China calls on Japan to stop 'hampering' military flights

China on Thursday (Oct 29) called on Japan to stop "hampering" flights by Chinese military aircraft.
China on Thursday (Oct 29) called on Japan to stop "hampering" flights by Chinese military aircraft.PHOTO: AFP

BEIJING (REUTERS) - China on Thursday (Oct 29) called on Japan to stop "hampering" flights by Chinese military aircraft, after Japan said its scrambled fighter jets to prevent possible incursions by Chinese planes a record high number of times in the summer.

Japan jets scrambled 117 times from July to September, up from 103 in the same period of last year, although it was lower than the all-time high of 164 times recorded in the final quarter of 2014.

"These figures from Japan make me think of Japan's close following of, surveillance and interference with Chinese ships and aircraft that have been happening for a long time, threatening the safety of China's ships and aircraft," Chinese Defence Ministry spokesman Yang Yujun told a regular news briefing.

This could easily cause a safety issue in the air between China and Japan, he added. "Chinese aircraft have the freedom to fly in the relevant airspace in accordance with the law. We urge the Japanese side to stop behaviour that hampers Chinese freedom of flight."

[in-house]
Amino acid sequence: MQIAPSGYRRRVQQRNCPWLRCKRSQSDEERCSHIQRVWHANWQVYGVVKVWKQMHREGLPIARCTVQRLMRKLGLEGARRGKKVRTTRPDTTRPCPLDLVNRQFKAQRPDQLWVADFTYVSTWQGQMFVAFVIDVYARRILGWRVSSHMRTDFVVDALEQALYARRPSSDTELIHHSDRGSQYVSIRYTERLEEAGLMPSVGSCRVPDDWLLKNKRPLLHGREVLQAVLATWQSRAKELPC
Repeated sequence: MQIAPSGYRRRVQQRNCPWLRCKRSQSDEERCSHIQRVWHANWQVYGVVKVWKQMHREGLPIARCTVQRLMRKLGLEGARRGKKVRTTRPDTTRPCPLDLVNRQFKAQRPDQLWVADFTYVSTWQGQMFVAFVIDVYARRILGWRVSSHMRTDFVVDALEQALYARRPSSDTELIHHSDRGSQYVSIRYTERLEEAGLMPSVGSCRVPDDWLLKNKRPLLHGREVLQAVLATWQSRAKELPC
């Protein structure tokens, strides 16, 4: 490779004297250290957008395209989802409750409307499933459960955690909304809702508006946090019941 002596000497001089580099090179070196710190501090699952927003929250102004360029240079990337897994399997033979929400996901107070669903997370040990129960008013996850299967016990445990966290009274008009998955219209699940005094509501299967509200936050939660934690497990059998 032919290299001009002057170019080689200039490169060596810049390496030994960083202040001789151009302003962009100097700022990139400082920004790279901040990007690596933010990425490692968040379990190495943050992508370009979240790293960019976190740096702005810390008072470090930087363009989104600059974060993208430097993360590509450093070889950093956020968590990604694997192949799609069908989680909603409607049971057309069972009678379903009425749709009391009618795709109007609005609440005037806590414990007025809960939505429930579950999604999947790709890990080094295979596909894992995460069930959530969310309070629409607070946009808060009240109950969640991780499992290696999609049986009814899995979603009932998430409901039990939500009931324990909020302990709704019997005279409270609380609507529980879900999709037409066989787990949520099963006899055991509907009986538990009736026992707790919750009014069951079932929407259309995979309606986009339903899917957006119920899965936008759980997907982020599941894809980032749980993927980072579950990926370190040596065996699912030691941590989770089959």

He was speaking hours before the Chinese and US navies were set to hold high-level talks over tension in the South China Sea after a US warship challenged China's territorial assertions in the disputed waters this week.

Japan has long been mired in a territorial dispute with China over a group of tiny, uninhabited East China Sea islands, called the Senkaku in Japan and Diaoyu in China.

Patrol ships and fighter jets from Asia's two biggest economies have been shadowing each other on and off near the islets, raising fears that a confrontation could result in a clash.

Sino-Japanese ties, also plagued by the two countries'wartime past, concerns over Tokyo's bolder security stance and Beijing's increasing military assertiveness, have thawed a little in the last year.

Leaders from China, Japan and South Korea will hold a summit this weekend in Seoul, the first in three years.